Bonefishblues wrote:mjr wrote:Bonefishblues wrote:Yep, got it, I remember all the politicians mentioned that now you say it. Nigel 'Advisory' Garage, Boris 'Tell us what you think' Johnson, Call me Dave 'Best of Two, or Three, or as many as it takes' Cameron.
No, I have a clear recollection of events, thanks. The population went to vote in the clear understanding that the result would be enacted. That's the point I am making. I'm making no comment on its legal status, and whether that was or wasn't known, and how widely.
But assuming that you are correct, perhaps others on the Forum can confirm that I am deluded and that they didn't have that expectation?
They don't seem to be answering, so I'll challenge your recollection with academics noting in Jan 2016 "strictly speaking, it has no legal effect. It will be purely advisory and, in law, the government could simply ignore the result. In this it contrasts with the legislation for the electoral system referendum in 2011, which required the minister responsible to enact the result" (another legal expert wrote similar in the FT around that time but it's paywalled) and by the vote several newspapers and even, grudgingly, well down the page, the Brexit Broadcasting Corporation had reported it would be advisory.
Vote Leave's notorious Dominic Cummings relied on its advisory nature when arguing for people to vote Leave so the UK could get concessions from the EU and then hold another "referendum on the final terms of Brexit, if the first vote is for Out".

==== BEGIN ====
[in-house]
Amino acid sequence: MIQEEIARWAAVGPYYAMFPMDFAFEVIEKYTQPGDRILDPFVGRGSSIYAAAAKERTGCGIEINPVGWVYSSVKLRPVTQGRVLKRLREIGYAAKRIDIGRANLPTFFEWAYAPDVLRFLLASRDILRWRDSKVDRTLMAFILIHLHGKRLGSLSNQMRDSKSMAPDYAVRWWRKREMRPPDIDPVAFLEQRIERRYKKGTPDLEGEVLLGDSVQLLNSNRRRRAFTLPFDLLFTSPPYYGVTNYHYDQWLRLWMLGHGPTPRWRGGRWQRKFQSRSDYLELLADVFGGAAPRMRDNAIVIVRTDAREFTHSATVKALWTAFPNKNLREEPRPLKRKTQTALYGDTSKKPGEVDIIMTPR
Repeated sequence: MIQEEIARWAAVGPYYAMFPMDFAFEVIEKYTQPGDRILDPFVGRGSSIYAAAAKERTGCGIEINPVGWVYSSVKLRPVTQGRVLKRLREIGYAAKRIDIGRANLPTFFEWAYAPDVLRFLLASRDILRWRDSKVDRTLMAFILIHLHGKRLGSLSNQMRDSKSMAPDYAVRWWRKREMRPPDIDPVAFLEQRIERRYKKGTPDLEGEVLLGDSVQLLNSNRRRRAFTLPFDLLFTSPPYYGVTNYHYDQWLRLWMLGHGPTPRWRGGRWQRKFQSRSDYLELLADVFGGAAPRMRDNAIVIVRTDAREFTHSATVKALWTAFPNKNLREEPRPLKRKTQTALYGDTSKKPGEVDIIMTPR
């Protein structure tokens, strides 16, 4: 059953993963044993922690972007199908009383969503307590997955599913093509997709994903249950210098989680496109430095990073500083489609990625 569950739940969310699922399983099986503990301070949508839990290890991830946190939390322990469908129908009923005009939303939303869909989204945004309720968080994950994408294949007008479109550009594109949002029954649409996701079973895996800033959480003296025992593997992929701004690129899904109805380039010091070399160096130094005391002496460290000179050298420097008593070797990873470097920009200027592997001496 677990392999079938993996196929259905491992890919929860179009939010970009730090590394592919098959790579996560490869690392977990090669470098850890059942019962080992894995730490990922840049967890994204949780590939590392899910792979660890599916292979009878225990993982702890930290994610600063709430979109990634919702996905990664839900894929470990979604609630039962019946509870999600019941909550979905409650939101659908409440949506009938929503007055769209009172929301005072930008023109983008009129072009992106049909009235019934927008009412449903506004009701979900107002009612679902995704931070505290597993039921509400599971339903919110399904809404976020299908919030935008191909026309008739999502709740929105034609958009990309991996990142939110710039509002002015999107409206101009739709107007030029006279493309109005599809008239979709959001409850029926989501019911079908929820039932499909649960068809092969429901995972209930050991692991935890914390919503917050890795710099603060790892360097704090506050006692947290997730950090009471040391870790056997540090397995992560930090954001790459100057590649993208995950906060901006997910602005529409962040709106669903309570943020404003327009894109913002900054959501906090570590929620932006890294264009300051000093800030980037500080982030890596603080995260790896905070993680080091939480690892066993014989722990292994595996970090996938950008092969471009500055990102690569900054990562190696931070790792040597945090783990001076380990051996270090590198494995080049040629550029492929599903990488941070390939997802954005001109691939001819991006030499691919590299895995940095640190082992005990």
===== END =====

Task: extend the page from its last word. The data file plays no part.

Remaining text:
So I think it was well known but maybe not mentioned that much by politicians because firstly, people would ask them why they were keeping the final decision power, and hey, everyone thought Remain would win, so it was pretty irrelevant.
But anyway, if it had been binding, the disenfranchised UK citizens would have won their court case already and thrown the result out anyway!
I completely agree with all you say except your assertion that it was well known.
...but let's even leave that to one side.
cf my point in bold above. That is my point, the whole point, and nothing but the point I am making.
Another aspect about the "Will of the people" is what that actually was.....
If someone voted for the £350 m to the NHS, that is no longer part of the deal....
If someone voted for some of the more xenophobic claims about EU nationals working in the UK, that is no longer part of the deal
If someone voted because there would be all the trade deals in lace on day 1...that is no longer part of the deal
There is a big question about how many actually voted for what we have now. Remove the votes for all thise who did NOT vote for what we have now and see what happens